Live on ITV's This Morning, presenter Phillip Schofield hands Prime Minister David Cameron a list of names which Mr Schofield says have been mentioned online as paedophiles.
Mr Cameron, who does not look at the list, says he is "worried" that speculation about unproven allegations could lead to a "witch-hunt particularly against people who are gay" and advises anyone with evidence of abuse to go to the police.
6 Nov 2012: May announces police inquiry
Home Secretary Theresa May announces a new police inquiry, led by the head of the National Crime Agency, into allegations of child abuse in north Wales in the 1970s and 1980s.
Separately, Mrs Justice Julia Macur will investigate the terms of the Waterhouse abuse inquiry.
Steve Messham, who made the allegation which ended up implicating Lord McAlpine, meets the Welsh Secretary.
5 Nov 2012: Cameron pledges to look at abuse claims
The prime minister says he is appointing a "senior independent figure" to look into the way allegations of sexual abuse at north Wales children's homes in the 1970s and '80s were dealt with.
2 Nov 2012: Newsnight airs Wales abuse report
Newsnight broadcasts a report in which a man who was sexually abused when living in a children's home in north Wales in the 1980s, calls for a new investigation.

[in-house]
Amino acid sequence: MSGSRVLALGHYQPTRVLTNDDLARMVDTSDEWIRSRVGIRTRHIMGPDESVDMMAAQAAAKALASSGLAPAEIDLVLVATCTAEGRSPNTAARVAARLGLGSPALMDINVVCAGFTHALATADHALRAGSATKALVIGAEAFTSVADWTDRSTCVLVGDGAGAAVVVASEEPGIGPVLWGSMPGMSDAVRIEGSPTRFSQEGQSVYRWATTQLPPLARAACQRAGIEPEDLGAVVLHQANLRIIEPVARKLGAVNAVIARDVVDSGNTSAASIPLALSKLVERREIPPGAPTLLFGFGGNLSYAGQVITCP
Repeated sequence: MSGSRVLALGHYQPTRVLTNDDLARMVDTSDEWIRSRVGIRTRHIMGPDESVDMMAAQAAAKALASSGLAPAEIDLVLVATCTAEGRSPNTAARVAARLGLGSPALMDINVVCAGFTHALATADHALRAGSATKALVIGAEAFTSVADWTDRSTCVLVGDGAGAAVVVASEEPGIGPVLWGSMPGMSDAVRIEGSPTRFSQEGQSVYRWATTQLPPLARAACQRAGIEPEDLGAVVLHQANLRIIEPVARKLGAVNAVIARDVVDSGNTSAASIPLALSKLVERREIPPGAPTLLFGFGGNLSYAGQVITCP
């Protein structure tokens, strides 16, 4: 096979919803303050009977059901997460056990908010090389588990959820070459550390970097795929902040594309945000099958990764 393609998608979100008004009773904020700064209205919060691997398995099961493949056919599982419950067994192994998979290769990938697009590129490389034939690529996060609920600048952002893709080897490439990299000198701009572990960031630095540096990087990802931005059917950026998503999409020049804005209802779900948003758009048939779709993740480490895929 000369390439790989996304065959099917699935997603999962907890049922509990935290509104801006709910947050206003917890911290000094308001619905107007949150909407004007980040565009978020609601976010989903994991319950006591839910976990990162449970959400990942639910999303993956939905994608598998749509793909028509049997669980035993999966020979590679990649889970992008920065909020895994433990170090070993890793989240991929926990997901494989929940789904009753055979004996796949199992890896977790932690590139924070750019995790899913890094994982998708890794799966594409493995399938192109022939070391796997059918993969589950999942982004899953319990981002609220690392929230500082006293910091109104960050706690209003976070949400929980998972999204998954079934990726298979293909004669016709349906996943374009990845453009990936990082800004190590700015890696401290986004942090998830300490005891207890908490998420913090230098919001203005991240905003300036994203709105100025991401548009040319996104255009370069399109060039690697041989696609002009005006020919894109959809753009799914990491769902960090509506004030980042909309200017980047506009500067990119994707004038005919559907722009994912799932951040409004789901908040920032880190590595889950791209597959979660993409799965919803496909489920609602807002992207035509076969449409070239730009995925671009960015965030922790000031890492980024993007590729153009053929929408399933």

In the report, Steve Messham says that a leading Thatcher-era Conservative politician abused him a number of times. Although the programme does not name the politician, it leads to speculation on the internet, which either names or implicates former Treasury minister Lord McAlpine.
2 Nov 2012: Michael Crick tweets
Hours before that evening's edition of Newsnight, the programme's former political editor Michael Crick tweets "'Senior political figure' due to be accused tonight by BBC of being paedophile denies allegations + tells me he'll issue libel writ agst BBC".
He adds that the person - now known to be Tory peer Lord McAlpine - said he had not been contacted by the BBC for his response to the allegations.
The tweets by Mr Crick, who now works for Channel 4, follow an earlier one made by Iain Overton, editor of the Bureau of Investigative Journalism. Its reporter Angus Stickler led the Newsnight investigation.
In a now deleted post on the social networking site, which has been retweeted 1,574 times, Mr Overton writes: "If all goes well we've got a Newsnight out tonight about a very senior political figure who is a paedophile."
23 Oct 2012: Entwistle grilled by MPs
Mr Entwistle tells the culture select committee that the Newsnight investigation should not have been dropped. He is accused by MPs of a "lack of curiosity" after explaining why he did not ask director of BBC News Helen Boaden for further details on the Savile story when she mentioned it to him in 2011.
The director general also tells MPs that he asked Newsnight editor Peter Rippon to step aside because of inaccuracies in his blog, rather than solely to allow the Pollard review to be carried out.
22 Oct 2012: Newsnight editor steps aside